Worldwide sales of semiconductors climbed to a record $80.92 billion in the third quarter of 2013, up 8.4% from $74.64 billion in the prior quarter, according to the Semiconductor Industry Association (SIA). Chip sales for September grew 3.3% month on month and 8.7% year on year to $26.97 billion, also hitting a record level. That is great news for some companies, but others may not be so fortunate.
SIA president and CEO Brian Toohey said in a statement:
The global semiconductor industry has built impressive momentum through the third quarter of the year and is well-positioned for a strong close to 2013, thanks largely to growing strength in the Americas. The industry established new monthly and quarterly bests in September, and favorable trend lines indicate continued growth.
Despite all of this positive news, the chip analysts at J.P. Morgan are stressing caution. They also are advising clients to avoid the stocks with a large personal computer exposure. The team believes investors should focus on companies with margin leverage and exposure to the strongest end markets. Those are communications, industrial and automotive.
Here are the four top names to buy in the areas gaining the most traction. J.P. Morgan also has some names to avoid.
Analog Devices Inc. (NYSE: ADI) fits the bill for companies that the J.P. Morgan team suggests to own. Acknowledged industrywide as the world leader in data conversion and signal conditioning technology, Analog Devices serves more than 60,000 customers, representing virtually all types of electronic equipment. Investors are paid a 2.7% dividend. The J.P. Morgan price objective for the stock is $51. The Thomson/First Call target is at $49.60. The stock closed Thursday at $49.14.
ON Semiconductor Corp. (NASDAQ: ONNN) is a smaller cap name that may bring big returns for investors. The company offers a comprehensive portfolio of energy efficient power and signal management, logic, discrete and custom solutions to help customers solve their unique design challenges in automotive, communications, computing, consumer, industrial, LED lighting, medical, military/aerospace and power supply applications. The J.P. Morgan price target is set at $10, but the consensus is lower at $8.80. The stock closed Thursday at $7.11. A move to the target would represent a 40% gain for investors.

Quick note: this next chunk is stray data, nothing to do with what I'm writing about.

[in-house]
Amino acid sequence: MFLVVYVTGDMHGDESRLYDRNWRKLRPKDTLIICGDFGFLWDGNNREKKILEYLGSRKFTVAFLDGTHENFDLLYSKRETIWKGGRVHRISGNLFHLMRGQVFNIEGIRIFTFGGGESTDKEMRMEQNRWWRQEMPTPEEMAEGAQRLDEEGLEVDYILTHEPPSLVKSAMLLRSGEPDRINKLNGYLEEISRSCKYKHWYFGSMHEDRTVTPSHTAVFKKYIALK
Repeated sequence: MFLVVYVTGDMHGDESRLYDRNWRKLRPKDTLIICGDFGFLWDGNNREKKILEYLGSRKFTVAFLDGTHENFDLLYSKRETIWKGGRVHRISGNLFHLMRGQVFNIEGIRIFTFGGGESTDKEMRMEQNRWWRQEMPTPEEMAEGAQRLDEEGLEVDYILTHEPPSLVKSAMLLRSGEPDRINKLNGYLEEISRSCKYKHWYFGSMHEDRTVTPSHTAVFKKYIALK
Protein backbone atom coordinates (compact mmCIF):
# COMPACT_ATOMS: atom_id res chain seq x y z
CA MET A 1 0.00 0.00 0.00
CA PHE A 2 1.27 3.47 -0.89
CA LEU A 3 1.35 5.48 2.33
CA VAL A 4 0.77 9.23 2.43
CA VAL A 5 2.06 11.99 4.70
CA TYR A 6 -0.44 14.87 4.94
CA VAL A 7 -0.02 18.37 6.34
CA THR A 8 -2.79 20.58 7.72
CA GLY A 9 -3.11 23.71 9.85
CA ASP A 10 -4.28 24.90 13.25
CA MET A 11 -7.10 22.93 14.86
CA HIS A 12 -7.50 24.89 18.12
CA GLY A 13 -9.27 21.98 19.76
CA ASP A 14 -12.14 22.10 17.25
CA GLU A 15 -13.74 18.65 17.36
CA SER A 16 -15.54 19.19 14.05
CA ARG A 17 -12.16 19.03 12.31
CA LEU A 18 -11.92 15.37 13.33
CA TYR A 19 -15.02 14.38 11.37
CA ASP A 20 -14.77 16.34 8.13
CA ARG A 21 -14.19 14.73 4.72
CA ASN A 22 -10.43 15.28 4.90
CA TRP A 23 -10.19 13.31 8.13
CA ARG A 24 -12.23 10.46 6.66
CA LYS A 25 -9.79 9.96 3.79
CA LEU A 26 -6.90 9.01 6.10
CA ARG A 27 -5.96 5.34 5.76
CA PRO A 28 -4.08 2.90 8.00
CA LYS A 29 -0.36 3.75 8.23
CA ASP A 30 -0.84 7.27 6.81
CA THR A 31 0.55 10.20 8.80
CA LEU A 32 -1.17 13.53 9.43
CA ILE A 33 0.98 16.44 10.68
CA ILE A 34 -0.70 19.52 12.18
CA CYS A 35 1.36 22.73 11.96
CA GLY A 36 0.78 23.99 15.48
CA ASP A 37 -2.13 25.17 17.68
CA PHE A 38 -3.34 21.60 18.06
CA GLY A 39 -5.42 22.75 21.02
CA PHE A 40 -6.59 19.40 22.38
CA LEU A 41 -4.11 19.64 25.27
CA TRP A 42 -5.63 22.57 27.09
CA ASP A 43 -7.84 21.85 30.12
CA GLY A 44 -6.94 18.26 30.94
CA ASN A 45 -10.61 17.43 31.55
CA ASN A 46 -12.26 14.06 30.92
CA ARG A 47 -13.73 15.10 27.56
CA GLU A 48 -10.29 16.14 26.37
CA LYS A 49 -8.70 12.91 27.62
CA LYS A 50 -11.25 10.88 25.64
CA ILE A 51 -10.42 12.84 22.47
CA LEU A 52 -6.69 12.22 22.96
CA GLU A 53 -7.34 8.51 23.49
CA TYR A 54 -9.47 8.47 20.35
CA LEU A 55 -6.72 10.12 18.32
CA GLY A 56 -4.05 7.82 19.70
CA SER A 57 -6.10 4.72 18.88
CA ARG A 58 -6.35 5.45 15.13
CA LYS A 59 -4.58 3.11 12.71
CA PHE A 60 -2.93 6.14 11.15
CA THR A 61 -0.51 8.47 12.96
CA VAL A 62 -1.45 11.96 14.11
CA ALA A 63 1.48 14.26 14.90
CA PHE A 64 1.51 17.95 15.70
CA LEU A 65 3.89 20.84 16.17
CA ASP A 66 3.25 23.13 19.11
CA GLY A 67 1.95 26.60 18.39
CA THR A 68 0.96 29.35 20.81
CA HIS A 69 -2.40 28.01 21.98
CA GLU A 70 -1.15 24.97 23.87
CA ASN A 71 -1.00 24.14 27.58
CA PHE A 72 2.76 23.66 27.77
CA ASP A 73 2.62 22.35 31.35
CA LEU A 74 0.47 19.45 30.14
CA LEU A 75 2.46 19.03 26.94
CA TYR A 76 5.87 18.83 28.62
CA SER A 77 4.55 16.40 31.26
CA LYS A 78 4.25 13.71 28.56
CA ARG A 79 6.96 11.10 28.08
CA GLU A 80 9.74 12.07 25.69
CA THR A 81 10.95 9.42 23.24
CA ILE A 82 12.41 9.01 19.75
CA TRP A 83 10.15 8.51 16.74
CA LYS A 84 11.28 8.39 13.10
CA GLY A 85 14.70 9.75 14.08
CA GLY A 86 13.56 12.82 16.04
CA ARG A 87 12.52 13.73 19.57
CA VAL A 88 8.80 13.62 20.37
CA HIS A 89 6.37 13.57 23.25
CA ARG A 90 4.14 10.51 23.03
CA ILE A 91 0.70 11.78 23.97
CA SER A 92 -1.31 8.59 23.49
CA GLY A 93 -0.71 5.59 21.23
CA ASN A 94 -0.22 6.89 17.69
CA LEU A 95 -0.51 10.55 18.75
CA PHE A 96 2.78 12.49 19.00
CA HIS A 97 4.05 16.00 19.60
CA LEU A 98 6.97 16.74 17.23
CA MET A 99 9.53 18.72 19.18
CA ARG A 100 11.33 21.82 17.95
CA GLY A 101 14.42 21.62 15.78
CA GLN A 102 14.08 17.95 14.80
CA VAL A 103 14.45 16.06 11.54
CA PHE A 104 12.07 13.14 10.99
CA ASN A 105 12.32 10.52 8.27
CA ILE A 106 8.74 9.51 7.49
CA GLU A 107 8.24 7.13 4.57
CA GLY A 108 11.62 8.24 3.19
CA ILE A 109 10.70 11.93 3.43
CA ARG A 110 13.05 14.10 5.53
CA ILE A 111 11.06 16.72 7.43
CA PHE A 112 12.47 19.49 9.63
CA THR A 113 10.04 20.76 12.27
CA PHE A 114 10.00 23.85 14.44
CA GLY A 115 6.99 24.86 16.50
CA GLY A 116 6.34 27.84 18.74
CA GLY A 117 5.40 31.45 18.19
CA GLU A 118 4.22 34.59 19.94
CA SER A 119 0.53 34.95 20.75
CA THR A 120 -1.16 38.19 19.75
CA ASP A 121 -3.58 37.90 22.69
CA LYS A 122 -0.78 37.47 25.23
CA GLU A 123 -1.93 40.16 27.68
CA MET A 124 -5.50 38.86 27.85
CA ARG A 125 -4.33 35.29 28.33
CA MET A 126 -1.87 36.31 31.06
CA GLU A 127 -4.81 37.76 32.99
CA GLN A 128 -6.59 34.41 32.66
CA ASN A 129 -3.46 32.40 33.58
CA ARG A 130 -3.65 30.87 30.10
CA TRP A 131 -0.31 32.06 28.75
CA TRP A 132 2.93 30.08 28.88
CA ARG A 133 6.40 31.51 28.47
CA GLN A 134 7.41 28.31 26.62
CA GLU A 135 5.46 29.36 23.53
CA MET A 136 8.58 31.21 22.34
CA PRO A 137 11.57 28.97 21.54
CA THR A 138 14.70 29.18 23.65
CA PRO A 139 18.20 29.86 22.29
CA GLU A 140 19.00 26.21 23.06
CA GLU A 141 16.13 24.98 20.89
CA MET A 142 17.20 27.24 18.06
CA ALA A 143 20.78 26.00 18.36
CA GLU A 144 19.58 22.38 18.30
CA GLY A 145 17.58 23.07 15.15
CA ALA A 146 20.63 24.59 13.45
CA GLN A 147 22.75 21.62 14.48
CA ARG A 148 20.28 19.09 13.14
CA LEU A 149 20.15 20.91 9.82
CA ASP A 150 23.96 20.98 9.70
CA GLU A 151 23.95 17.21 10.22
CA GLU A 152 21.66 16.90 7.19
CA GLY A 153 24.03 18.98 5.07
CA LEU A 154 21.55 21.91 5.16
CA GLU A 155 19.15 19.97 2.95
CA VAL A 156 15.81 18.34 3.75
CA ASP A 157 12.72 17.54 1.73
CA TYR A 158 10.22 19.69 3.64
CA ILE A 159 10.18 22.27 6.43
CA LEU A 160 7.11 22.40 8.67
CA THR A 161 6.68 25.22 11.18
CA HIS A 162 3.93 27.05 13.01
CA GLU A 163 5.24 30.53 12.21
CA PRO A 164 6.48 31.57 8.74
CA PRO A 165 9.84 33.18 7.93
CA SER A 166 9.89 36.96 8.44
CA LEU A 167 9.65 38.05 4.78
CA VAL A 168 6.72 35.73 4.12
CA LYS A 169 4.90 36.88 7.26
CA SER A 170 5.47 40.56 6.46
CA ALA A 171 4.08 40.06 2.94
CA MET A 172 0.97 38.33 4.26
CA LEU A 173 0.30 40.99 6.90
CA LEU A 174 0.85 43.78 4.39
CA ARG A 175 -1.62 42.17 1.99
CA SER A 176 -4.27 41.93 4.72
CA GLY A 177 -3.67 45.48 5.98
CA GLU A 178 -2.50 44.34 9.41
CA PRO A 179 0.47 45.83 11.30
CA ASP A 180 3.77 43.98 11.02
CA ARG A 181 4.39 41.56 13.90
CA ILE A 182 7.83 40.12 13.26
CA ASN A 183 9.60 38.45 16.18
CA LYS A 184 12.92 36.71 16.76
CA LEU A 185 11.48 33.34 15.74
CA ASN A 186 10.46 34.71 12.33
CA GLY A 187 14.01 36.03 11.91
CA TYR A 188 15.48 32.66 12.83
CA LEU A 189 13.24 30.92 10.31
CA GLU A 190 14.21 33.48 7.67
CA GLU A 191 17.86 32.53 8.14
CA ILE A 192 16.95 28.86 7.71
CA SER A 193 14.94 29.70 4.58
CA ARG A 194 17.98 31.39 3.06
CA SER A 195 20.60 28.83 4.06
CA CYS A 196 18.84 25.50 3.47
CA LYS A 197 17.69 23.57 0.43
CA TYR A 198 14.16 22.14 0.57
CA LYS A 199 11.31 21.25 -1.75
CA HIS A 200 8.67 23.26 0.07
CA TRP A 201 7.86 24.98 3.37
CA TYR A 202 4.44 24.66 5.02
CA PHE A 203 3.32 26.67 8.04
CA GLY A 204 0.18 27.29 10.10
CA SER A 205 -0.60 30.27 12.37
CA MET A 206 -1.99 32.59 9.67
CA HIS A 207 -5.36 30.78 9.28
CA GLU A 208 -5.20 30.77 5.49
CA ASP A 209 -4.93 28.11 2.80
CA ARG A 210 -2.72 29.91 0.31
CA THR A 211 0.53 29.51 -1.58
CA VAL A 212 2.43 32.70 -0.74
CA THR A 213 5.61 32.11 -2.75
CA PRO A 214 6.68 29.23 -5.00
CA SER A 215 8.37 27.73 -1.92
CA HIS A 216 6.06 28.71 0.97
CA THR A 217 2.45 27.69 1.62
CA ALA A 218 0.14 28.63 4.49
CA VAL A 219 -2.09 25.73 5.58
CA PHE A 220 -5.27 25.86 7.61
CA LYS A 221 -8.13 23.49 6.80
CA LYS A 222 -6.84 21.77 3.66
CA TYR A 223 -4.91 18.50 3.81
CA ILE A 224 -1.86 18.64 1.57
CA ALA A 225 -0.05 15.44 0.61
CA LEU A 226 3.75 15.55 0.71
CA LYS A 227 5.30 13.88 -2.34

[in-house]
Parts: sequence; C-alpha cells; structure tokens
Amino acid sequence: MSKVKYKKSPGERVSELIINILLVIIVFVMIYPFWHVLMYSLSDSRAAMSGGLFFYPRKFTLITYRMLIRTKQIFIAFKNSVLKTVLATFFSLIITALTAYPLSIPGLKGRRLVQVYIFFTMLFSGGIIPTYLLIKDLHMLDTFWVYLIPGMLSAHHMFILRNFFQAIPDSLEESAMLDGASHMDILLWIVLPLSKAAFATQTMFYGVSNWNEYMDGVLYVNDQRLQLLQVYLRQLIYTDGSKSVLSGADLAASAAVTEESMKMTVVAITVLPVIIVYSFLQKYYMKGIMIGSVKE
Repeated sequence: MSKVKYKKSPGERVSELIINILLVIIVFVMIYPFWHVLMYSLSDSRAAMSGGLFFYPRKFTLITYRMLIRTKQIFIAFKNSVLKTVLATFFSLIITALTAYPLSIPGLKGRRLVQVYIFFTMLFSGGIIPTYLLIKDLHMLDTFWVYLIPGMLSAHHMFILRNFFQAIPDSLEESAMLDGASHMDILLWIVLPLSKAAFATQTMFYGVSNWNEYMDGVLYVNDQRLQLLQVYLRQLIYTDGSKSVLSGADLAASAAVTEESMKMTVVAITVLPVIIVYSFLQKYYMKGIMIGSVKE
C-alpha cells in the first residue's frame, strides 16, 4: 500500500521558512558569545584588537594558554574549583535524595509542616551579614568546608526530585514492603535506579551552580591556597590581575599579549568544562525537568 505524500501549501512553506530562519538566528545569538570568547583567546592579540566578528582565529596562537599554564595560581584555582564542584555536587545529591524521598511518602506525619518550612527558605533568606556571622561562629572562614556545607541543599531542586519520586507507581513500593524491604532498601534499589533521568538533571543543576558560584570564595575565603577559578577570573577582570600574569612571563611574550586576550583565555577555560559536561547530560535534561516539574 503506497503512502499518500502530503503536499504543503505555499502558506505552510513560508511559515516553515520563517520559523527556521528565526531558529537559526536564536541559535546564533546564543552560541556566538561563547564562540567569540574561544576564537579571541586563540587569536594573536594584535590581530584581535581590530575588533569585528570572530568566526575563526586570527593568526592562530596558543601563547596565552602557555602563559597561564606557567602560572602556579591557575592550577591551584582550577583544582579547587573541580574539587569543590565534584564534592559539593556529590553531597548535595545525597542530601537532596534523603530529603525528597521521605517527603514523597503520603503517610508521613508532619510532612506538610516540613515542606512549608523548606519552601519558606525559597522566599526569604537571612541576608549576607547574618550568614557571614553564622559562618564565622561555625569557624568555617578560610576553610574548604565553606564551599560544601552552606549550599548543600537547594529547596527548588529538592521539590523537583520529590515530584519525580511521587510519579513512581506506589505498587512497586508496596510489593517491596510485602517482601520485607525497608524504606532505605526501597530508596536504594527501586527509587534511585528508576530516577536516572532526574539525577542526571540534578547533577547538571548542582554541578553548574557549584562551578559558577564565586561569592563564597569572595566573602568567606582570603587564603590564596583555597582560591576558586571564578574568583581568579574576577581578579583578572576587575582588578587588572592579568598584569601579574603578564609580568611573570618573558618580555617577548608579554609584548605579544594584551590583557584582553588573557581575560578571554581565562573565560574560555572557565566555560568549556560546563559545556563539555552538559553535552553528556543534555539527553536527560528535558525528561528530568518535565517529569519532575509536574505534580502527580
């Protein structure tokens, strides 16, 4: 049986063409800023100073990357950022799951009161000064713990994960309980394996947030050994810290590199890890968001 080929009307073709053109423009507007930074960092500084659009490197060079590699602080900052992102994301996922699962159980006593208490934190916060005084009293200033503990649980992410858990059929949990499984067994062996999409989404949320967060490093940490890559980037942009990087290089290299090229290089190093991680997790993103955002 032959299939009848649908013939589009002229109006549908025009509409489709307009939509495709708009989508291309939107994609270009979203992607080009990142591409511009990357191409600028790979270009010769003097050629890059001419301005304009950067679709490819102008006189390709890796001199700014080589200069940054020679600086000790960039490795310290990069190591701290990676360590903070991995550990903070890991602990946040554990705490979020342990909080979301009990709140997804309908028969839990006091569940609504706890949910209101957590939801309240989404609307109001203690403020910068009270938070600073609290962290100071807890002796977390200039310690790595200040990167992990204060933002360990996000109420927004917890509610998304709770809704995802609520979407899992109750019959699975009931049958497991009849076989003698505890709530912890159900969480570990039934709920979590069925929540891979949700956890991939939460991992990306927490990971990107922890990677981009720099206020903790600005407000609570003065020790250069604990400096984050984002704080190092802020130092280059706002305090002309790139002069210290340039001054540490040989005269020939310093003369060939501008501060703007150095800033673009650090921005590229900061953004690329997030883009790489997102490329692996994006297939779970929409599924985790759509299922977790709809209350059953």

Texas Instruments Inc. (NASDAQ: TXN) is an old line company that J.P. Morgan thinks has solid business prospects. The company has a broad range of power management and analog signal chain products that offer design engineers the high performance, low power and integration they need to create innovative and differentiated consumer electronics. Investors are paid a good 2.9% dividend. J.P. Morgan has a $42 price target for the venerable company. The consensus estimate is at $40, though Texas Instruments closed Thursday at $41.65.
Xilinx Inc. (NASDAQ: XLNX) rounds out the top four names to buy at J.P. Morgan. The company’s programmable devices comprise integrated circuits (ICs) in the form of programmable logic devices (PLDs), such as programmable System on Chips, and three dimensional ICs; software design tools to program the PLDs; targeted reference designs; printed circuit boards; and intellectual property (IP), which consists of Xilinx and various third-party verification and IP cores. The J.P. Morgan target for the stock is $49, while the consensus is placed at $48. Xilinx closed Thursday at $44.49.
The J.P. Morgan analysts are very negative on companies leveraged to the personal computer and other slow-growth chip businesses. They have Underweight ratings, or the equivalent of Sell ratings, on Cypress Semiconductor Corp. (NASDAQ: CY), Linear Technology Corp. (NASDAQ: LLTC) and R.F. Micro Devices Inc. (NASDAQ: RFMD).
They have Neutral ratings on Avago Technologies Ltd. (NASDAQ: AVGO) and Intel Corp. (NASDAQ: INTC). With posted price targets for these stocks of $32 and $20, respectively, investors may want to consider a pair trade. Avago closed Thursday at $43.66 and Intel at $24.06.
Investors that look in the right sectors of the chip business could post some extremely strong gains. Staying away from the slow-growth areas, while focusing on communications, industrial and automotive, may be just the ticket for 2014.